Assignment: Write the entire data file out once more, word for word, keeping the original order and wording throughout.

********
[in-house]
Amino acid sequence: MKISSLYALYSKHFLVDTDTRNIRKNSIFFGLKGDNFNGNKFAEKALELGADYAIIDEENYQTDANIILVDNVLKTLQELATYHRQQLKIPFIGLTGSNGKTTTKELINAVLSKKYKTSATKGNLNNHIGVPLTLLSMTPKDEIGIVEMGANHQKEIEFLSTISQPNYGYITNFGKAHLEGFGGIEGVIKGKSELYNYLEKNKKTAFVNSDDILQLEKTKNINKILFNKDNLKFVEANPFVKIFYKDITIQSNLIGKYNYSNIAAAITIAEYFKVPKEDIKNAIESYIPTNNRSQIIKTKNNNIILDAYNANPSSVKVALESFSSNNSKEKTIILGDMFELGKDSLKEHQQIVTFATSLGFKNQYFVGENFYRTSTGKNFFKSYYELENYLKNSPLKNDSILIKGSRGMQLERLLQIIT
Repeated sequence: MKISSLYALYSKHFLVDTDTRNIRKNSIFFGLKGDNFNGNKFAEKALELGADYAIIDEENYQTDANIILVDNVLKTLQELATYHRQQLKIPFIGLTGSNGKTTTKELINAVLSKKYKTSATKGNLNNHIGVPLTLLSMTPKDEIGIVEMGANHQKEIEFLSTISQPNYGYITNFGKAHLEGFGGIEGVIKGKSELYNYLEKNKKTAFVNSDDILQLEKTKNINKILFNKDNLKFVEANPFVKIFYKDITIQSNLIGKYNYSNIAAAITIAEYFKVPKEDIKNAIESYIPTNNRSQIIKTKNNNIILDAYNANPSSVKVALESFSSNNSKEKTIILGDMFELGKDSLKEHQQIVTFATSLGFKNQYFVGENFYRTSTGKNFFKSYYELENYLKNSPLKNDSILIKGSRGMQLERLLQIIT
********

[in-house]
Amino acid sequence: MKISSLYALYSKHFLVDTDTRNIRKNSIFFGLKGDNFNGNKFAEKALELGADYAIIDEENYQTDANIILVDNVLKTLQELATYHRQQLKIPFIGLTGSNGKTTTKELINAVLSKKYKTSATKGNLNNHIGVPLTLLSMTPKDEIGIVEMGANHQKEIEFLSTISQPNYGYITNFGKAHLEGFGGIEGVIKGKSELYNYLEKNKKTAFVNSDDILQLEKTKNINKILFNKDNLKFVEANPFVKIFYKDITIQSNLIGKYNYSNIAAAITIAEYFKVPKEDIKNAIESYIPTNNRSQIIKTKNNNIILDAYNANPSSVKVALESFSSNNSKEKTIILGDMFELGKDSLKEHQQIVTFATSLGFKNQYFVGENFYRTSTGKNFFKSYYELENYLKNSPLKNDSILIKGSRGMQLERLLQIIT
Repeated sequence: MKISSLYALYSKHFLVDTDTRNIRKNSIFFGLKGDNFNGNKFAEKALELGADYAIIDEENYQTDANIILVDNVLKTLQELATYHRQQLKIPFIGLTGSNGKTTTKELINAVLSKKYKTSATKGNLNNHIGVPLTLLSMTPKDEIGIVEMGANHQKEIEFLSTISQPNYGYITNFGKAHLEGFGGIEGVIKGKSELYNYLEKNKKTAFVNSDDILQLEKTKNINKILFNKDNLKFVEANPFVKIFYKDITIQSNLIGKYNYSNIAAAITIAEYFKVPKEDIKNAIESYIPTNNRSQIIKTKNNNIILDAYNANPSSVKVALESFSSNNSKEKTIILGDMFELGKDSLKEHQQIVTFATSLGFKNQYFVGENFYRTSTGKNFFKSYYELENYLKNSPLKNDSILIKGSRGMQLERLLQIIT